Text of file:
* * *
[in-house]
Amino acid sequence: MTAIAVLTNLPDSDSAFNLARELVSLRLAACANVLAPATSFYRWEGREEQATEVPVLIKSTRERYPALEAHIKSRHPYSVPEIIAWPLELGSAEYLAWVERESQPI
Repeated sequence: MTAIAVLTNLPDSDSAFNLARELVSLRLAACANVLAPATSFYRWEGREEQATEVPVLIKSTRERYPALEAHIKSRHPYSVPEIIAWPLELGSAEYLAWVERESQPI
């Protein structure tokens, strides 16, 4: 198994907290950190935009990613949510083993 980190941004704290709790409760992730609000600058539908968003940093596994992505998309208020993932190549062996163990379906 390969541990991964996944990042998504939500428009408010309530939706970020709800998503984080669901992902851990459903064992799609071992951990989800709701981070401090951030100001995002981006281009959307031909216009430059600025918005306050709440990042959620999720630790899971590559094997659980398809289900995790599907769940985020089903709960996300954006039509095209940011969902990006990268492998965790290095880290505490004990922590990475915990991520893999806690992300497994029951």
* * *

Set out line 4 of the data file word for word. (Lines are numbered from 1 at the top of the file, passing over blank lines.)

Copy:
């Protein structure tokens, strides 16, 4: 198994907290950190935009990613949510083993 980190941004704290709790409760992730609000600058539908968003940093596994992505998309208020993932190549062996163990379906 390969541990991964996944990042998504939500428009408010309530939706970020709800998503984080669901992902851990459903064992799609071992951990989800709701981070401090951030100001995002981006281009959307031909216009430059600025918005306050709440990042959620999720630790899971590559094997659980398809289900995790599907769940985020089903709960996300954006039509095209940011969902990006990268492998965790290095880290505490004990922590990475915990991520893999806690992300497994029951």